In February, 1785, measures were taken for the establishment of a private academy in Schenectady, by mutual agreement among leading citizens, and it was placed in the charge of 12 trustees. An academy building was erected a few years later on the northwest corner of what are now Union and Ferry streets. It was of brick, two stories high, about 50 by 30 feet on the ground plan, and cost about $3,000. It afterwards became Union College, and was its only edifice until 1804. The school was opened under the care of Col. John Taylor, of New Jersey, and appears to have been conducted with much ability, being well sustained by the community in which it was planted. This academy was the germ of Union College.

In December, 1791, the managers of the academy in Schenectady memorialized the legislature for a grant of land in the Oneida Reservation to their institution, “in order to be in possession of an estate that would enable them at an early day to apply to the regents for incorporation as a college, and to have an amount of property that would justify the establishment of a college.” The assembly records show that the committee reported it to be “derogatory to the interest of the State to grant the request.”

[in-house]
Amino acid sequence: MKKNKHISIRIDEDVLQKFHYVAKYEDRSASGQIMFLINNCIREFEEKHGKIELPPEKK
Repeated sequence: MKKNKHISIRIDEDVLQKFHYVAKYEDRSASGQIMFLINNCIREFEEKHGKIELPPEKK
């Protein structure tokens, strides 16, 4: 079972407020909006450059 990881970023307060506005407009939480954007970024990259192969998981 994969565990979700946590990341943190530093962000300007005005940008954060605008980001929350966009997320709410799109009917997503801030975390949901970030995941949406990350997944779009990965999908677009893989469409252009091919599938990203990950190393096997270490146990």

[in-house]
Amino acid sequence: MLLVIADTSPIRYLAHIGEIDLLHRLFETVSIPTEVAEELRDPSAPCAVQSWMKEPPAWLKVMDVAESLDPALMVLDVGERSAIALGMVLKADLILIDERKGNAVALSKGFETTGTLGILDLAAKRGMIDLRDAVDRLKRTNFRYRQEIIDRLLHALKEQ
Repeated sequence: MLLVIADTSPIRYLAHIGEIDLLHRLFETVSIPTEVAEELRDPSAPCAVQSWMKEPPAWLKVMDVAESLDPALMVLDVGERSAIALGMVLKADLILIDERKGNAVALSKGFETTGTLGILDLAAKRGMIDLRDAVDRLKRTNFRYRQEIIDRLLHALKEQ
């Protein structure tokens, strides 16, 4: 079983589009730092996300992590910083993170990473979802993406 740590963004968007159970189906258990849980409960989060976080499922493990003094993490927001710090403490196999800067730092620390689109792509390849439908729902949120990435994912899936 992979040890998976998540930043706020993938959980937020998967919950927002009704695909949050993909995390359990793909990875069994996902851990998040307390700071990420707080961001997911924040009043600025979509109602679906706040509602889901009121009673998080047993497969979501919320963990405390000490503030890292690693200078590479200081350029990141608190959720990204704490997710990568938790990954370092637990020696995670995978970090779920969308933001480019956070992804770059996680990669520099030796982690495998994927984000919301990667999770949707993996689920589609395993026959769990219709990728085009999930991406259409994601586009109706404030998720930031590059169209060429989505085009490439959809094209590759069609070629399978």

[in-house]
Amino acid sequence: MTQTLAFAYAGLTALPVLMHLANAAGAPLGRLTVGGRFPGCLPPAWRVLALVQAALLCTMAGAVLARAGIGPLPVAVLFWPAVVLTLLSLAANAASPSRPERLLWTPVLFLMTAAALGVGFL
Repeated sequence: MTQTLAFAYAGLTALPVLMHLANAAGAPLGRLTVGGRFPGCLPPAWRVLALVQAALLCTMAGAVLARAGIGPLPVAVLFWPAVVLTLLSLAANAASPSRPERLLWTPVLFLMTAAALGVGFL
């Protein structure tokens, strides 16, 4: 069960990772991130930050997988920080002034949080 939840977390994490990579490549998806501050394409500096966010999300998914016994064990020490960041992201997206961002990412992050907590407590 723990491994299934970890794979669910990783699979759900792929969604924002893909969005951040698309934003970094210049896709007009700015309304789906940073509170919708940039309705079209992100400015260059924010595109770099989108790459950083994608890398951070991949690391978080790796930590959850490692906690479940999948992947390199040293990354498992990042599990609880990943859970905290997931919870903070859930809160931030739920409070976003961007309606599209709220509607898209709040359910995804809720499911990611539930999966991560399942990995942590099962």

In February, 1792, the trustees of the academy sent another petition to the regents, in which they stated that they had at that time about 80 students in the English language, and that they had nearly 20 pursuing the study of the learned languages and higher branches, in preparation for the first or more advanced classes in college. They were fully convinced of their ability to establish and maintain a college, and had made efforts that led them to confidently depend upon raising the fund needed for endowment, and asked for a college charter. As a foundation for their fund, the town of Schenectady was willing to convey to the trustees of a college as soon as they were appointed, and by good and ample title, a tract of land containing 5,000 acres. A pledge of 700 acres more was offered from individuals, and a further subscription of near £1,000 in money, to be paid in four installments, was promised from citizens. The consistory of the Dutch Church offered to give a building called the “ Academy" for college use, and not to be alienated, estimated as worth £1,500, and a sum of money collected for a library, amounting to £250, was likewise to be given.